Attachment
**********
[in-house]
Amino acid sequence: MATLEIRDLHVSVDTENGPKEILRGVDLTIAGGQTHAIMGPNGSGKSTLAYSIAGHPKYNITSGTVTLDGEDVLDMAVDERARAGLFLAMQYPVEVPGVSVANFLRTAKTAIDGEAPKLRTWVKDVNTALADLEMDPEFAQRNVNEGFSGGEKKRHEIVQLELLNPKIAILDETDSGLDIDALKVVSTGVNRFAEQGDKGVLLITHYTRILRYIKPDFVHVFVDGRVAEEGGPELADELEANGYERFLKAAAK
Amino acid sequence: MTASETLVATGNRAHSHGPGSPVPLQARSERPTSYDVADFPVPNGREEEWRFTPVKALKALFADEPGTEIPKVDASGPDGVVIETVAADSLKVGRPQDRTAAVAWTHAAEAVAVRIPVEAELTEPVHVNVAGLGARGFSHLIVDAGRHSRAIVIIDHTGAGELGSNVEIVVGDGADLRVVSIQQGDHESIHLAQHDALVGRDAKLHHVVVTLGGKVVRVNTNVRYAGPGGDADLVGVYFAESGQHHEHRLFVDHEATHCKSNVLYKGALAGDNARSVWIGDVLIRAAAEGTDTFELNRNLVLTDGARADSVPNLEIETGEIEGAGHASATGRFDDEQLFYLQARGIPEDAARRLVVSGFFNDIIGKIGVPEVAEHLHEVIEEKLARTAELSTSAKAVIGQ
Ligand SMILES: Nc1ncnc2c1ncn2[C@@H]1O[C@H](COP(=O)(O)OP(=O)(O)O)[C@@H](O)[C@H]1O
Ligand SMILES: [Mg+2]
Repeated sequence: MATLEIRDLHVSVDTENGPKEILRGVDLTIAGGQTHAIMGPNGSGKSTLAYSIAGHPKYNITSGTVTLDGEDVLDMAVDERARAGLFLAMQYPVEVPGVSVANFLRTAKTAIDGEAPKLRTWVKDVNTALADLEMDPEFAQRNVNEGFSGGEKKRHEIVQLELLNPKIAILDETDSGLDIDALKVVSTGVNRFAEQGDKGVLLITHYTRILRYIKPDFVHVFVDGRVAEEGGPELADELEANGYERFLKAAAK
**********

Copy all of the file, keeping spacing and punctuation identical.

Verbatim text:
[in-house]
Amino acid sequence: MATLEIRDLHVSVDTENGPKEILRGVDLTIAGGQTHAIMGPNGSGKSTLAYSIAGHPKYNITSGTVTLDGEDVLDMAVDERARAGLFLAMQYPVEVPGVSVANFLRTAKTAIDGEAPKLRTWVKDVNTALADLEMDPEFAQRNVNEGFSGGEKKRHEIVQLELLNPKIAILDETDSGLDIDALKVVSTGVNRFAEQGDKGVLLITHYTRILRYIKPDFVHVFVDGRVAEEGGPELADELEANGYERFLKAAAK
Amino acid sequence: MTASETLVATGNRAHSHGPGSPVPLQARSERPTSYDVADFPVPNGREEEWRFTPVKALKALFADEPGTEIPKVDASGPDGVVIETVAADSLKVGRPQDRTAAVAWTHAAEAVAVRIPVEAELTEPVHVNVAGLGARGFSHLIVDAGRHSRAIVIIDHTGAGELGSNVEIVVGDGADLRVVSIQQGDHESIHLAQHDALVGRDAKLHHVVVTLGGKVVRVNTNVRYAGPGGDADLVGVYFAESGQHHEHRLFVDHEATHCKSNVLYKGALAGDNARSVWIGDVLIRAAAEGTDTFELNRNLVLTDGARADSVPNLEIETGEIEGAGHASATGRFDDEQLFYLQARGIPEDAARRLVVSGFFNDIIGKIGVPEVAEHLHEVIEEKLARTAELSTSAKAVIGQ
Ligand SMILES: Nc1ncnc2c1ncn2[C@@H]1O[C@H](COP(=O)(O)OP(=O)(O)O)[C@@H](O)[C@H]1O
Ligand SMILES: [Mg+2]
Repeated sequence: MATLEIRDLHVSVDTENGPKEILRGVDLTIAGGQTHAIMGPNGSGKSTLAYSIAGHPKYNITSGTVTLDGEDVLDMAVDERARAGLFLAMQYPVEVPGVSVANFLRTAKTAIDGEAPKLRTWVKDVNTALADLEMDPEFAQRNVNEGFSGGEKKRHEIVQLELLNPKIAILDETDSGLDIDALKVVSTGVNRFAEQGDKGVLLITHYTRILRYIKPDFVHVFVDGRVAEEGGPELADELEANGYERFLKAAAK